'We're not bad neighbours': Dunnes Stores isn't happy with Cork City Council

The retailer has objected to restrictions imposed on a planned revamp of one of its stores.

By Conor McMahon Deputy editor, Fora

DUNNES STORES HAS objected to planning restrictions put on a proposed revamp of one of its Cork stores.

The retail giant was recently granted planning permission to give a makeover to its Bishopstown Shopping Centre outlet near Cork University Hospital.

It hoped to redevelop part of the existing shop space so it could extend the supermarket and make way for a new unit for “retail and/or cafe/restaurants type uses”, according to planning documents.

While Cork City Council gave the green light to the project in September, it slapped a series of conditions on the approval.

Architecture firm Cunnane Stratton Reynolds has since lodged an appeal to An Bord Pleanála on behalf of Dunnes Stores rejecting some of the imposed measures.

The company’s main beef with the council is over a condition that it can no longer provide 24-hour shopping to customers. The reason for introducing this restriction is “in the interests of residential amenity”.

The Bishopstown store doesn’t currently provide a round-the-clock service, but Dunnes Stores believes the council’s new rule would “restrict trading flexibility”.

“While the applicant is not proposing to operate now on a 24-hour basis, 24-hour trading does, and has occurred in the area in the past at Christmas time, ie Tesco at Wilton Shopping Centre,” the appeal said.

Source: Gareth Chaney/Rollingnews.ie

‘Bad neighbours’

The retailer took particular issue with the council’s reason for denying permission for 24-hour trade.

Dunnes said in its appeal that the Bishopstown store is in a location “with all manner of commercial uses with different trading patterns and hours”.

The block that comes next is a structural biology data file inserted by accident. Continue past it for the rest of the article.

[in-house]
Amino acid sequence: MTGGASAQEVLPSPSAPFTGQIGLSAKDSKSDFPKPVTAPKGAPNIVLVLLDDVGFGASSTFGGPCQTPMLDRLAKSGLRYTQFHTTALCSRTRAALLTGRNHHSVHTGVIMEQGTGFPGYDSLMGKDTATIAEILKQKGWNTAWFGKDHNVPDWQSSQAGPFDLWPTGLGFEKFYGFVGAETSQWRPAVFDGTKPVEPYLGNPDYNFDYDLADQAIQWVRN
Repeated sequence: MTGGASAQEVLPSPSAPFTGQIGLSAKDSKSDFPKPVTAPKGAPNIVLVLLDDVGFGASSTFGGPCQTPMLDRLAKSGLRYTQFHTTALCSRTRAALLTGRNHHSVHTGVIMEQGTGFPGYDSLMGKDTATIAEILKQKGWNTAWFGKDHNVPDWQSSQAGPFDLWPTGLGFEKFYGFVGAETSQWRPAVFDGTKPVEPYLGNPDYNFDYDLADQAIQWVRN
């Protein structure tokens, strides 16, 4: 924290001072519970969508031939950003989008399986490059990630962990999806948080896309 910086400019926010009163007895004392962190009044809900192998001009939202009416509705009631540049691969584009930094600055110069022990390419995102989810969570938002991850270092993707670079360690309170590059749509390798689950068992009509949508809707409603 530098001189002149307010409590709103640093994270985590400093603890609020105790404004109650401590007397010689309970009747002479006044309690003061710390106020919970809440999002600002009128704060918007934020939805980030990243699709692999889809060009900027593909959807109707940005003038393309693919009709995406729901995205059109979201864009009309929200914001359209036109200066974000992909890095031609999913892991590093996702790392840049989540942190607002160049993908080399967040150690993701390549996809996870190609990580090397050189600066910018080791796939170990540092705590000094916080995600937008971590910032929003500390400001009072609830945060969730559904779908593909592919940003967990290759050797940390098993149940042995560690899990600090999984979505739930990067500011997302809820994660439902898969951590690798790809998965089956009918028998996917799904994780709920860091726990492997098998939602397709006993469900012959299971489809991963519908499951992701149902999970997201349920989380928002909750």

“In such areas, unrestricted trading is the pattern of development. As such, there is no basis to restrict trading hours,” it said.

“Dunnes Stores has been a long-standing provider of retail services to the local community and are seeking to regenerate this centre so that it can continue to trade and benefit the area.”

The appeal noted that while the site is located near houses, “not one of these neighbours have objected” to the proposed development.

“We must submit (Dunnes Stores are) not perceived as ‘bad neighbours’.”

It described the measure to restrict trading hours as “irrational, with no basis defined by the council”.

Dunnes Stores also took issue with Cork City Council’s request that it must provide and replace public street lighting as part of the new build.

“The development is not subject to any development contributions due to it being replacement floorspace,” it said. “Cork City Council, as with other councils, has for many years been the responsible body for public lighting for both maintenance and replacement.

“In essence, (the council is) asking for routine maintenance/upgrades to the lighting to be carried out at (Dunnes Stores’) expense.”

It said this measure in particular “in reality, should be covered by the council’s own generation contribution scheme”, which is a contribution made to the council.

An Bord Pleanála is due to reach a verdict on the case by the end of February 2018.

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